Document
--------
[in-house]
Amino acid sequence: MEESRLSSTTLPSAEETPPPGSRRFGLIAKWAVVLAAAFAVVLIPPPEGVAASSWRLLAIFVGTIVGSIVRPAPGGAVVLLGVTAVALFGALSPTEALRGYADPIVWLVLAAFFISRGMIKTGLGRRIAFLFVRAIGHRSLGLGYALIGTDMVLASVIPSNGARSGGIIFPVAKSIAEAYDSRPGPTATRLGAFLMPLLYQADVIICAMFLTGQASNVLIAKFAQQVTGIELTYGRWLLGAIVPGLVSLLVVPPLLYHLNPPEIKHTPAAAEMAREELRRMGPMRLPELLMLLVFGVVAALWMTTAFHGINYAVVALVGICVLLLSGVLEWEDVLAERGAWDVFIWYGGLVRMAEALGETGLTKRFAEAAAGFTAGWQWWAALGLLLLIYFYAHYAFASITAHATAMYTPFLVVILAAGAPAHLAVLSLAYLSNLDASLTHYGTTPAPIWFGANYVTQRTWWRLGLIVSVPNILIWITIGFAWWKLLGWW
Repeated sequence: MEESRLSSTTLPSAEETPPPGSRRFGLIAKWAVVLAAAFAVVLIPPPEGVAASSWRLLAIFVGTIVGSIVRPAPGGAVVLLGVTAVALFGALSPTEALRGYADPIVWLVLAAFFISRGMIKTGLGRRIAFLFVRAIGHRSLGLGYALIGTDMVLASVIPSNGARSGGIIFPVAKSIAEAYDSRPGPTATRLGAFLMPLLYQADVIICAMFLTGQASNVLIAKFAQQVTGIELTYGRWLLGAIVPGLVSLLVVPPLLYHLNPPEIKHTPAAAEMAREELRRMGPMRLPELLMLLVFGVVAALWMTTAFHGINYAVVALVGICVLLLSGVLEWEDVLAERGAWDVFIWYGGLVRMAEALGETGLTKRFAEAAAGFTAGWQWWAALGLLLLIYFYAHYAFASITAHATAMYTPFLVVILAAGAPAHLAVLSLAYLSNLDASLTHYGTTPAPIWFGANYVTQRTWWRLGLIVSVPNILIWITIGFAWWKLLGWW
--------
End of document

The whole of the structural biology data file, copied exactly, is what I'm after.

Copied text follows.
[in-house]
Amino acid sequence: MEESRLSSTTLPSAEETPPPGSRRFGLIAKWAVVLAAAFAVVLIPPPEGVAASSWRLLAIFVGTIVGSIVRPAPGGAVVLLGVTAVALFGALSPTEALRGYADPIVWLVLAAFFISRGMIKTGLGRRIAFLFVRAIGHRSLGLGYALIGTDMVLASVIPSNGARSGGIIFPVAKSIAEAYDSRPGPTATRLGAFLMPLLYQADVIICAMFLTGQASNVLIAKFAQQVTGIELTYGRWLLGAIVPGLVSLLVVPPLLYHLNPPEIKHTPAAAEMAREELRRMGPMRLPELLMLLVFGVVAALWMTTAFHGINYAVVALVGICVLLLSGVLEWEDVLAERGAWDVFIWYGGLVRMAEALGETGLTKRFAEAAAGFTAGWQWWAALGLLLLIYFYAHYAFASITAHATAMYTPFLVVILAAGAPAHLAVLSLAYLSNLDASLTHYGTTPAPIWFGANYVTQRTWWRLGLIVSVPNILIWITIGFAWWKLLGWW
Repeated sequence: MEESRLSSTTLPSAEETPPPGSRRFGLIAKWAVVLAAAFAVVLIPPPEGVAASSWRLLAIFVGTIVGSIVRPAPGGAVVLLGVTAVALFGALSPTEALRGYADPIVWLVLAAFFISRGMIKTGLGRRIAFLFVRAIGHRSLGLGYALIGTDMVLASVIPSNGARSGGIIFPVAKSIAEAYDSRPGPTATRLGAFLMPLLYQADVIICAMFLTGQASNVLIAKFAQQVTGIELTYGRWLLGAIVPGLVSLLVVPPLLYHLNPPEIKHTPAAAEMAREELRRMGPMRLPELLMLLVFGVVAALWMTTAFHGINYAVVALVGICVLLLSGVLEWEDVLAERGAWDVFIWYGGLVRMAEALGETGLTKRFAEAAAGFTAGWQWWAALGLLLLIYFYAHYAFASITAHATAMYTPFLVVILAAGAPAHLAVLSLAYLSNLDASLTHYGTTPAPIWFGANYVTQRTWWRLGLIVSVPNILIWITIGFAWWKLLGWW